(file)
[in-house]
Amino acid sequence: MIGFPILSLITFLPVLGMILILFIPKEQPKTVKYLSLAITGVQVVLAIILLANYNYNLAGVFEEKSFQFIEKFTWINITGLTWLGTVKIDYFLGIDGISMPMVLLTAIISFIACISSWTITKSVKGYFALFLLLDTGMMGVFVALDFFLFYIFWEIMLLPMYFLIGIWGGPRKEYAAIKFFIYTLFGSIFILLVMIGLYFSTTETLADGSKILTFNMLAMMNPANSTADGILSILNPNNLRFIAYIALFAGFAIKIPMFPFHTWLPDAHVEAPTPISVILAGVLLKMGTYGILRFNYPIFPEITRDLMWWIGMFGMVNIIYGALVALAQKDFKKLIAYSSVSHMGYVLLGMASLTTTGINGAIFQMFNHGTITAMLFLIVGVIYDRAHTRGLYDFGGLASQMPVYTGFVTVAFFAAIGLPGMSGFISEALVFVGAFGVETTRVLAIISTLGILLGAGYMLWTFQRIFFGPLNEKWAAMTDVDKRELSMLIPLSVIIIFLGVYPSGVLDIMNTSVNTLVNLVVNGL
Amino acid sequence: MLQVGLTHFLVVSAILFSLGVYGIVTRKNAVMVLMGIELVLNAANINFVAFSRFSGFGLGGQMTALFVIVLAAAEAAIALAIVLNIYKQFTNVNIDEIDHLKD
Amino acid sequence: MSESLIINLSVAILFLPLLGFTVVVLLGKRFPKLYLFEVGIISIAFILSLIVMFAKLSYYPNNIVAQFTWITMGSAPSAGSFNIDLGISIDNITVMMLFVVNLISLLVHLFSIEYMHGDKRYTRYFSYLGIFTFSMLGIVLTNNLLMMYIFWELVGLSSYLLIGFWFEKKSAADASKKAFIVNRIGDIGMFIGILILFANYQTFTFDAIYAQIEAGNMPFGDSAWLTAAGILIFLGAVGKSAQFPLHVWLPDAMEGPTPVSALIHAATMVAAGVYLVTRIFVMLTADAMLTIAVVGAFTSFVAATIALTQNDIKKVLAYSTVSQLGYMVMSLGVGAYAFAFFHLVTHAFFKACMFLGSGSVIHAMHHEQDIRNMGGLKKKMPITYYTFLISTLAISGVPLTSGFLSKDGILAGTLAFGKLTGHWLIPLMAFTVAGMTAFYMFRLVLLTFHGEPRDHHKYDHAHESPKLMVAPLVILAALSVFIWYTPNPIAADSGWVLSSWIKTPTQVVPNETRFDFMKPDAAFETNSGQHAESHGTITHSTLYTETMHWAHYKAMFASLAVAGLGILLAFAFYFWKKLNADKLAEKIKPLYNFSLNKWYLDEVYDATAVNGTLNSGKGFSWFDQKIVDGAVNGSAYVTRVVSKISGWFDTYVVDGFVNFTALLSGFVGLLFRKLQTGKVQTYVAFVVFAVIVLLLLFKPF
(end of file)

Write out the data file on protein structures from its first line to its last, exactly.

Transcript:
[in-house]
Amino acid sequence: MIGFPILSLITFLPVLGMILILFIPKEQPKTVKYLSLAITGVQVVLAIILLANYNYNLAGVFEEKSFQFIEKFTWINITGLTWLGTVKIDYFLGIDGISMPMVLLTAIISFIACISSWTITKSVKGYFALFLLLDTGMMGVFVALDFFLFYIFWEIMLLPMYFLIGIWGGPRKEYAAIKFFIYTLFGSIFILLVMIGLYFSTTETLADGSKILTFNMLAMMNPANSTADGILSILNPNNLRFIAYIALFAGFAIKIPMFPFHTWLPDAHVEAPTPISVILAGVLLKMGTYGILRFNYPIFPEITRDLMWWIGMFGMVNIIYGALVALAQKDFKKLIAYSSVSHMGYVLLGMASLTTTGINGAIFQMFNHGTITAMLFLIVGVIYDRAHTRGLYDFGGLASQMPVYTGFVTVAFFAAIGLPGMSGFISEALVFVGAFGVETTRVLAIISTLGILLGAGYMLWTFQRIFFGPLNEKWAAMTDVDKRELSMLIPLSVIIIFLGVYPSGVLDIMNTSVNTLVNLVVNGL
Amino acid sequence: MLQVGLTHFLVVSAILFSLGVYGIVTRKNAVMVLMGIELVLNAANINFVAFSRFSGFGLGGQMTALFVIVLAAAEAAIALAIVLNIYKQFTNVNIDEIDHLKD
Amino acid sequence: MSESLIINLSVAILFLPLLGFTVVVLLGKRFPKLYLFEVGIISIAFILSLIVMFAKLSYYPNNIVAQFTWITMGSAPSAGSFNIDLGISIDNITVMMLFVVNLISLLVHLFSIEYMHGDKRYTRYFSYLGIFTFSMLGIVLTNNLLMMYIFWELVGLSSYLLIGFWFEKKSAADASKKAFIVNRIGDIGMFIGILILFANYQTFTFDAIYAQIEAGNMPFGDSAWLTAAGILIFLGAVGKSAQFPLHVWLPDAMEGPTPVSALIHAATMVAAGVYLVTRIFVMLTADAMLTIAVVGAFTSFVAATIALTQNDIKKVLAYSTVSQLGYMVMSLGVGAYAFAFFHLVTHAFFKACMFLGSGSVIHAMHHEQDIRNMGGLKKKMPITYYTFLISTLAISGVPLTSGFLSKDGILAGTLAFGKLTGHWLIPLMAFTVAGMTAFYMFRLVLLTFHGEPRDHHKYDHAHESPKLMVAPLVILAALSVFIWYTPNPIAADSGWVLSSWIKTPTQVVPNETRFDFMKPDAAFETNSGQHAESHGTITHSTLYTETMHWAHYKAMFASLAVAGLGILLAFAFYFWKKLNADKLAEKIKPLYNFSLNKWYLDEVYDATAVNGTLNSGKGFSWFDQKIVDGAVNGSAYVTRVVSKISGWFDTYVVDGFVNFTALLSGFVGLLFRKLQTGKVQTYVAFVVFAVIVLLLLFKPF